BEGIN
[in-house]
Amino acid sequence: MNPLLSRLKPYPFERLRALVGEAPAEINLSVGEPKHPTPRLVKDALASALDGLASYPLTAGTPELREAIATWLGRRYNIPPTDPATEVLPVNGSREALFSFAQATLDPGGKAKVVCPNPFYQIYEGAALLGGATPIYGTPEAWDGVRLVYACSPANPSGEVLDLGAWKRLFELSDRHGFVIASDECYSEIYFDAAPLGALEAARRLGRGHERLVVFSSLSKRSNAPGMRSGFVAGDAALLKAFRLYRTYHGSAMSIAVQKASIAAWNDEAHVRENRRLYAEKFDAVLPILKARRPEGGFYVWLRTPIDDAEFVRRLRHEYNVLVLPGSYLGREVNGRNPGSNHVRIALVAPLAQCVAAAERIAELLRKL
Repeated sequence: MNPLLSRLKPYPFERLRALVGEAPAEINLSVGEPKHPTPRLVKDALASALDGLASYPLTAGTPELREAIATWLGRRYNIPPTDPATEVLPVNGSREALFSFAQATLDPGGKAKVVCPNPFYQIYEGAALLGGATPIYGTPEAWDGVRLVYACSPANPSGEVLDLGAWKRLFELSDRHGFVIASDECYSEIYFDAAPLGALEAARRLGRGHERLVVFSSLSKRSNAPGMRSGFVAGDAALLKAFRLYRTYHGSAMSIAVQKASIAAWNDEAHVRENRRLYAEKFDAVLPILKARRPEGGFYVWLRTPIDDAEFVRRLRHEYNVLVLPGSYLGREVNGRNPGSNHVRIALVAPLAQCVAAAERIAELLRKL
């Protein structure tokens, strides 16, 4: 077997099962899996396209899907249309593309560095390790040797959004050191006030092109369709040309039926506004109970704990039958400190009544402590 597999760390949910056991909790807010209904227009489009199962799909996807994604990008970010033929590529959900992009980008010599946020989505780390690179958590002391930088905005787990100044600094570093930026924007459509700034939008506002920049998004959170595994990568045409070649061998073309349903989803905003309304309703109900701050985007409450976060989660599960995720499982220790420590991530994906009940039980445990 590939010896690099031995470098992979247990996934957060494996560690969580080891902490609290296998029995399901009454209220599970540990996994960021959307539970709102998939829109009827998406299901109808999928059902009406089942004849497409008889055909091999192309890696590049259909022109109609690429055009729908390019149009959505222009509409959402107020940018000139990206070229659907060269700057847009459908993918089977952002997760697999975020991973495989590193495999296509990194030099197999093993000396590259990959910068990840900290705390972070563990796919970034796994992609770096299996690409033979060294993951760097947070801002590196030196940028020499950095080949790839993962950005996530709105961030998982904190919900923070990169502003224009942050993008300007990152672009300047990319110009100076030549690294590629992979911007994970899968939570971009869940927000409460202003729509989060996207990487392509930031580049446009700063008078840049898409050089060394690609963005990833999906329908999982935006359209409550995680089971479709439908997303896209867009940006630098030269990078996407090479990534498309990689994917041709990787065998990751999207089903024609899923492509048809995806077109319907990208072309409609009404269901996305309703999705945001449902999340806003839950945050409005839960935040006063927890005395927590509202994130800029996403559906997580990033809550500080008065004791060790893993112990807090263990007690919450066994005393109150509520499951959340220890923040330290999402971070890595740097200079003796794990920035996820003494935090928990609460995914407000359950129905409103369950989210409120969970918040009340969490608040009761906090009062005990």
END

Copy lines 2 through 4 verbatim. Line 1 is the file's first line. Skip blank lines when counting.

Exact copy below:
Amino acid sequence: MNPLLSRLKPYPFERLRALVGEAPAEINLSVGEPKHPTPRLVKDALASALDGLASYPLTAGTPELREAIATWLGRRYNIPPTDPATEVLPVNGSREALFSFAQATLDPGGKAKVVCPNPFYQIYEGAALLGGATPIYGTPEAWDGVRLVYACSPANPSGEVLDLGAWKRLFELSDRHGFVIASDECYSEIYFDAAPLGALEAARRLGRGHERLVVFSSLSKRSNAPGMRSGFVAGDAALLKAFRLYRTYHGSAMSIAVQKASIAAWNDEAHVRENRRLYAEKFDAVLPILKARRPEGGFYVWLRTPIDDAEFVRRLRHEYNVLVLPGSYLGREVNGRNPGSNHVRIALVAPLAQCVAAAERIAELLRKL
Repeated sequence: MNPLLSRLKPYPFERLRALVGEAPAEINLSVGEPKHPTPRLVKDALASALDGLASYPLTAGTPELREAIATWLGRRYNIPPTDPATEVLPVNGSREALFSFAQATLDPGGKAKVVCPNPFYQIYEGAALLGGATPIYGTPEAWDGVRLVYACSPANPSGEVLDLGAWKRLFELSDRHGFVIASDECYSEIYFDAAPLGALEAARRLGRGHERLVVFSSLSKRSNAPGMRSGFVAGDAALLKAFRLYRTYHGSAMSIAVQKASIAAWNDEAHVRENRRLYAEKFDAVLPILKARRPEGGFYVWLRTPIDDAEFVRRLRHEYNVLVLPGSYLGREVNGRNPGSNHVRIALVAPLAQCVAAAERIAELLRKL
């Protein structure tokens, strides 16, 4: 077997099962899996396209899907249309593309560095390790040797959004050191006030092109369709040309039926506004109970704990039958400190009544402590 597999760390949910056991909790807010209904227009489009199962799909996807994604990008970010033929590529959900992009980008010599946020989505780390690179958590002391930088905005787990100044600094570093930026924007459509700034939008506002920049998004959170595994990568045409070649061998073309349903989803905003309304309703109900701050985007409450976060989660599960995720499982220790420590991530994906009940039980445990 590939010896690099031995470098992979247990996934957060494996560690969580080891902490609290296998029995399901009454209220599970540990996994960021959307539970709102998939829109009827998406299901109808999928059902009406089942004849497409008889055909091999192309890696590049259909022109109609690429055009729908390019149009959505222009509409959402107020940018000139990206070229659907060269700057847009459908993918089977952002997760697999975020991973495989590193495999296509990194030099197999093993000396590259990959910068990840900290705390972070563990796919970034796994992609770096299996690409033979060294993951760097947070801002590196030196940028020499950095080949790839993962950005996530709105961030998982904190919900923070990169502003224009942050993008300007990152672009300047990319110009100076030549690294590629992979911007994970899968939570971009869940927000409460202003729509989060996207990487392509930031580049446009700063008078840049898409050089060394690609963005990833999906329908999982935006359209409550995680089971479709439908997303896209867009940006630098030269990078996407090479990534498309990689994917041709990787065998990751999207089903024609899923492509048809995806077109319907990208072309409609009404269901996305309703999705945001449902999340806003839950945050409005839960935040006063927890005395927590509202994130800029996403559906997580990033809550500080008065004791060790893993112990807090263990007690919450066994005393109150509520499951959340220890923040330290999402971070890595740097200079003796794990920035996820003494935090928990609460995914407000359950129905409103369950989210409120969970918040009340969490608040009761906090009062005990």